‘Men’s business’ and ‘women’s business’ remain very important and sensitive issues within Aboriginal and Torres Strait Islander culture. Some information should only be talked about or negotiated and consulted on by people of the relevant gender. Information relating to ‘women’s business’ should be stored in such a way that only women have access to it, and information that is ‘men’s business’ stored in such a way that only men have access to it.

As such, when conducting research or consultation, it is important to plan ahead as to whether you will need both male and female researchers, consultants or project workers, in the event that matters concerning men’s or women’s business may be raised. 7

In a workplace a manager needs to be aware that, for example, a female Aboriginal employee may be less inclined to open up to a male manager than if it was a female manager and vice versa.

Contemporary Aboriginal Culture is Thriving

Despite the enormous odds presented by colonisation, forced removal, discrimination and injustice, Aboriginal communities and cultures are thriving: strong kinship ties and social obligations continue; cultural centres, Aboriginal art, film, dance and theatre and activities celebrating Aboriginal cultures and significant events demonstrate the resilience of Aboriginal communities and cultures. 8

Questions for managers and workplaces:

  • Have you and your staff attended cultural awareness training?
  • Do you know where you can access information regarding who the Traditional Owners are and local Aboriginal history?
  • Do you understand the ongoing impact of past government policies and practices on Aboriginal people?
  • Do you understand that an Aboriginal employee working for you may have family obligations that may have an impact on work?
  • Does your workplace display the Aboriginal and Torres Strait Islander Flags?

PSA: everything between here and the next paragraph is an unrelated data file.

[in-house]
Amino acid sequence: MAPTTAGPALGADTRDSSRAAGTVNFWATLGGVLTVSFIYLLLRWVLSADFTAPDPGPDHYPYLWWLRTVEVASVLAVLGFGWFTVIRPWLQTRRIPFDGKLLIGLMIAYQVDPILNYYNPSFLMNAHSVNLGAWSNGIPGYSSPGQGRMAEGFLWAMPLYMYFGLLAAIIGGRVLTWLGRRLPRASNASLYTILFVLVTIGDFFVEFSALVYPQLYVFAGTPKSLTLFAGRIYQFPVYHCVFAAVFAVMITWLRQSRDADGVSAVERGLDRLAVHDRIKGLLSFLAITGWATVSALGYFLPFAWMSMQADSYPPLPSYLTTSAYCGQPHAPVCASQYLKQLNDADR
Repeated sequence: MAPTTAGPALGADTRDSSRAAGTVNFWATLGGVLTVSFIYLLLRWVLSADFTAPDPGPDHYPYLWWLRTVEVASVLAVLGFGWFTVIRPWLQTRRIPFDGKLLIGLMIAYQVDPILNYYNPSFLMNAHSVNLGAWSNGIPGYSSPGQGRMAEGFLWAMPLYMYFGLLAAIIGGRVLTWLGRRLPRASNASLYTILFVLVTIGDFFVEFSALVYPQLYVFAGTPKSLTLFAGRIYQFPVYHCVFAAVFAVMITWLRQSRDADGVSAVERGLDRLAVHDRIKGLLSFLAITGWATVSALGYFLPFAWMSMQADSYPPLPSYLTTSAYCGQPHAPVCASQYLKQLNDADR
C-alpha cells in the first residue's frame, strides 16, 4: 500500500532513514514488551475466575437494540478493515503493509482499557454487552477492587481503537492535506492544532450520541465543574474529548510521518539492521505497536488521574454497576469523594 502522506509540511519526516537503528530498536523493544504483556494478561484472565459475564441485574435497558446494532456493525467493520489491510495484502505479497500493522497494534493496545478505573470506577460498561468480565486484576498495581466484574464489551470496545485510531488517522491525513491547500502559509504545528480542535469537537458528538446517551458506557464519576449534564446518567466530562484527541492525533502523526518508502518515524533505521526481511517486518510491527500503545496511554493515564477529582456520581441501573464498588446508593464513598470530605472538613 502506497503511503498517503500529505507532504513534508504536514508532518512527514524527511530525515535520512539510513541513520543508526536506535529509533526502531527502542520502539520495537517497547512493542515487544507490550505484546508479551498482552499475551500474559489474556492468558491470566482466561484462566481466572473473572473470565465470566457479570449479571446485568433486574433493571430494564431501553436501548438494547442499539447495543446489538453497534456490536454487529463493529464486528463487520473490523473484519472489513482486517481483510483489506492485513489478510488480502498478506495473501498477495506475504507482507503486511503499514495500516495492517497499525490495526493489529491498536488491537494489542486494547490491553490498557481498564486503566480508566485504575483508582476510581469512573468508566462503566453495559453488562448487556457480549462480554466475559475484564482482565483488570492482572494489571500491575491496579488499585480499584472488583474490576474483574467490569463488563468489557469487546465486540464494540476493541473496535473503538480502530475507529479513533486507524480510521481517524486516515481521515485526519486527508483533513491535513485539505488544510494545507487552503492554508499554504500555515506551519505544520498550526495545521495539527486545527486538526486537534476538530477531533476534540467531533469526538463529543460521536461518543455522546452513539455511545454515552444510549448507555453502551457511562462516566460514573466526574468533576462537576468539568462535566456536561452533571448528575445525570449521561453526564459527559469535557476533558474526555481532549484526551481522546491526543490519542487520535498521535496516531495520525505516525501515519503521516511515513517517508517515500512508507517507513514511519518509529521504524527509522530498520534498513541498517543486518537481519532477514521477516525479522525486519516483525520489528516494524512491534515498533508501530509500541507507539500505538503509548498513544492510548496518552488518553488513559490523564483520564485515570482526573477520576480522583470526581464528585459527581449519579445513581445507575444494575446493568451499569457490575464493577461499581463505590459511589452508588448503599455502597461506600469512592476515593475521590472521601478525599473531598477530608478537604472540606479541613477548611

• Are you and your staff aware of and able to talk about the history of the flags?
  • Do you understand ‘Sorry Business’ and how it impacts an Aboriginal worker?
  • Do you understand how men’s and women’s business may have an impact on the relationship with Aboriginal employees working for you?

Useful links and other information

Further information on Aboriginal cultural heritage of Victoria.

Further information on Aboriginal culture.

For further information on Aboriginal languages.

The Deadly Story website has been produced by the Victorian Aboriginal and Islander Child Care Agency (VACCA) and includes an interactive Country map that interviews with role models and Elders in the community; articles; event info and more.

The Deadly Questions website allows non-Aboriginal people to ask questions of and about Aboriginal people in an attempt to build understanding.

(1) Australian Bureau of Statistics, 2016.

(2) Australian Bureau of Statistics, 2011.

(3) VACL Language Map of Victoria

(4, 5, 6, 7) Working and Walking Together: Supporting Family Relationship Services to Work with Aboriginal and Torres Strait Islander Families and Organisations.

(8) Source: VACCA Building Respectful Partnerships 2010.